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Annie Hurlbut and her mother, Biddy, started their
Peruvian clothing business on a modest scale and with an eye for fashion in 1976.
Thousands of mail-order catalogs later, along with
the opening of a handful of brick-and-mortar stores
in major U.S. cities, Annie Hurlbut recently launched
Peruvian Connection at 205 S. Mill St., around the
corner from Restaurant Row on East Hopkins Avenue.
"I never wanted to be in a ski market," Hurlbut said last week while visiting Aspen and her new store,
the seller of high-end women’s clothing made from alpaca and pima cotton. It also carries a select array of men’s clothing.
"I wanted to be in a real place, not an overnight ski resort."
Except for Aspen, she said.
"Aspen is very authentic," said Hurlbut, a Yale graduate who was drawn to Peruvian culture and clothing while researching the South American country as part of her undergraduate studies in anthropology. When she brought home a sweater from Peru for her mother’s 50th birthday, the item was so admired that it inspired the birth of an upscale clothing and apparel business.
Mom and daughter traveled around America, gradually drumming up interest in the Peruvian ware.
Soon enough, the younger Hurlbut became a renowned fashion designer, assisted by a New York Times quarter-
page article in its Style section about Peruvian Connection, in June 1979.
"The story went all over the country," she said. "Within three months, we had 5,000 requests for catalogs." Hurlbut, who has a home with her husband in Crested Butte, said having a store downtown isn’t about raising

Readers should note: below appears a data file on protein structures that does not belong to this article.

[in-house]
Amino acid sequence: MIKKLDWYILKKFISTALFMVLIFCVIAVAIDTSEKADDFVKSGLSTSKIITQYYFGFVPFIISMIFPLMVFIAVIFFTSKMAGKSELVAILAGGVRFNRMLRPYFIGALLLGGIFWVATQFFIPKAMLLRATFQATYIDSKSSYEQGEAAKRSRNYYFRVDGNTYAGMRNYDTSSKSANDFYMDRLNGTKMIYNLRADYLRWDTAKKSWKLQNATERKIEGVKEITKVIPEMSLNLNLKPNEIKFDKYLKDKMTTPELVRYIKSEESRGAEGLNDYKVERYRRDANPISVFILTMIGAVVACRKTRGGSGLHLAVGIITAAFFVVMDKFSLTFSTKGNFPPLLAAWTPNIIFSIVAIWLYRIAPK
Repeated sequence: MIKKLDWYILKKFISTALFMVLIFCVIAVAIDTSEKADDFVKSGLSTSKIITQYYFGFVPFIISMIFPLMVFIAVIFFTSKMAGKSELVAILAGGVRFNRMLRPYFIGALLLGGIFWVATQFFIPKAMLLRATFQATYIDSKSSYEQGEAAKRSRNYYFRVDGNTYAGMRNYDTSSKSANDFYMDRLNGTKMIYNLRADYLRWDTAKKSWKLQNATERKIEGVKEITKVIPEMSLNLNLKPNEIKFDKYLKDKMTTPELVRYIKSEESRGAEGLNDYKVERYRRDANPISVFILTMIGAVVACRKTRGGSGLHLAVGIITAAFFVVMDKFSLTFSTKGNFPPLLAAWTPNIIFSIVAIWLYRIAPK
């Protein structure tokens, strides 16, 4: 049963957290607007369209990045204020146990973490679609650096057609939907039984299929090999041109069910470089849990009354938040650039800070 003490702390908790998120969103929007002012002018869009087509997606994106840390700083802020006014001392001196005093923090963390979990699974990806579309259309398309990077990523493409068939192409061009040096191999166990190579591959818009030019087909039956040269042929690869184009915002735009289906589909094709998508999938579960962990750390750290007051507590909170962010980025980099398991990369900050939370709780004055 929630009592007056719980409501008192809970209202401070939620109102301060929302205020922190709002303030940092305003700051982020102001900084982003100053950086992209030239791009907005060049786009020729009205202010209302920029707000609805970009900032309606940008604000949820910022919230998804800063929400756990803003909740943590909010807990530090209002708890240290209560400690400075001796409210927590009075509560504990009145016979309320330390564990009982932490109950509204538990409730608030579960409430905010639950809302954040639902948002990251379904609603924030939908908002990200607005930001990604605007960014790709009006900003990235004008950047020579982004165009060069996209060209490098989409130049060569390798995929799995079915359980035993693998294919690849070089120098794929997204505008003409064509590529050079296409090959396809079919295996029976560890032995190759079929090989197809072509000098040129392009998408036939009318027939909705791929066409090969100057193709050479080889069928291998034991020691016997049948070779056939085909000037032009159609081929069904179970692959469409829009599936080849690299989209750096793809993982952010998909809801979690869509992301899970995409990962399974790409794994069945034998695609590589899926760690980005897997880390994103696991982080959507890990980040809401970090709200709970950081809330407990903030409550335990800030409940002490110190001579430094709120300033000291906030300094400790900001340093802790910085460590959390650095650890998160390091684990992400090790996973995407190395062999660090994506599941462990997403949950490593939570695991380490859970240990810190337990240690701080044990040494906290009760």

its profile with the Aspen cachet. Peruvian Connection also has retail locations in Boston; Chicago; New York; London; Washington, D.C.; Kansas City, Missouri; and Santa Fe, New Mexico.
"To me, it wasn’t going to elevate the brand," she said, noting her business is firmly established in the fashion arena. "Our retail faces are putting our face on our brand."
Her family also has a history in Aspen dating back some 70 years.
"Since I was a kid, my parents came skiing here in the ‘50s and literally they would go up in the snowcat and
there was a group that came every year for two weeks and stay at the Prospector, and this was back when Aspen
was not glitterati," said Hurlbut, who grew up in Kansas and still runs the business from Canaan Farm in Tonganoxie, Kansas. Biddy Hurlbut died in 2007.
It also has a distribution center in the United Kingdom, which serves Peruvian Connection’s European market.
The company now has nearly 250 employees, with Hurlbut at the helm.
"I am what you call a creative director, and it’s my vision," she said.